Stochastic and syntactic techniques for predicting phrase breaks

Ian Read, Stephen J. Cox

Research output: Contribution to journalArticlepeer-review

20 Citations (Scopus)


Determining the position of breaks in a sentence is a key task for a text-to-speech system. A synthesized sentence containing incorrect breaks at best requires increased listening effort, and at worst, may have lower intelligibility and different semantics from a correctly phrased sentence. In addition, the position of breaks must be known before other components of the sentence’s prosodic structure can be determined. We consider here some methods for phrase break prediction in which the whole sentence is analysed, in contrast to most previous work which has focused on analysing an area around an individual juncture. One of the main features we use is part-of-speech tags. First, we report an algorithm that reduces the number of tags in the tagset whilst improving break prediction accuracy. We then describe three approaches to break prediction: by analogy, in which we find the best-matching sentence in our training data to the unseen sentence; by phrase modelling, in which we build stochastic models of phrases and use these, together with a “phrase grammar”, to segment the unseen sentence; and finally, using features derived from a syntactic parse of the sentence. All techniques achieve well above our baseline performance, which used punctuation symbols to determine break positions, and performance increased with each successive technique. Our best result, obtained on the MARSEC corpus and using a combination of parse tree derived features and a local feature, gave an F score of 81.6%, which we believe to be the highest published on this dataset.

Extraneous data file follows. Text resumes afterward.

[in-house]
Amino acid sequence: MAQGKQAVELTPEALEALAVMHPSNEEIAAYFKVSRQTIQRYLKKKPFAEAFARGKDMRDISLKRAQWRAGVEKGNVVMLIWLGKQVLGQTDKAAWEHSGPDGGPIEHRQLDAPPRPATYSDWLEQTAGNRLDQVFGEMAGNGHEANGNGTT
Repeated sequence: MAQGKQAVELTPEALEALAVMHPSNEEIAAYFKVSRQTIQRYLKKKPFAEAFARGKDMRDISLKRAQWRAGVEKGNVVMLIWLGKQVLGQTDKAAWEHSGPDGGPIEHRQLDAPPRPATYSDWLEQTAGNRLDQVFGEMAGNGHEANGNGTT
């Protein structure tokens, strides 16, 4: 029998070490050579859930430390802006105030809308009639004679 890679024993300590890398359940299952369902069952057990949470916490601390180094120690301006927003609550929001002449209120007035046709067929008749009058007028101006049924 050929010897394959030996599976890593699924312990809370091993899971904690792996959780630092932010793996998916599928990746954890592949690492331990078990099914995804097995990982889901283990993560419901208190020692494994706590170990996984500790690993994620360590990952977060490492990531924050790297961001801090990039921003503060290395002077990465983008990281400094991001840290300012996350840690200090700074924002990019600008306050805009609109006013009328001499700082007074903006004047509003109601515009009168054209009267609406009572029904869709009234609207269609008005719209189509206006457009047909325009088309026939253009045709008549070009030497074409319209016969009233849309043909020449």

Original languageEnglish
Pages (from-to)519-542
Number of pages24
JournalComputer Speech and Language
Issue number3
Publication statusPublished - 2007

Cite this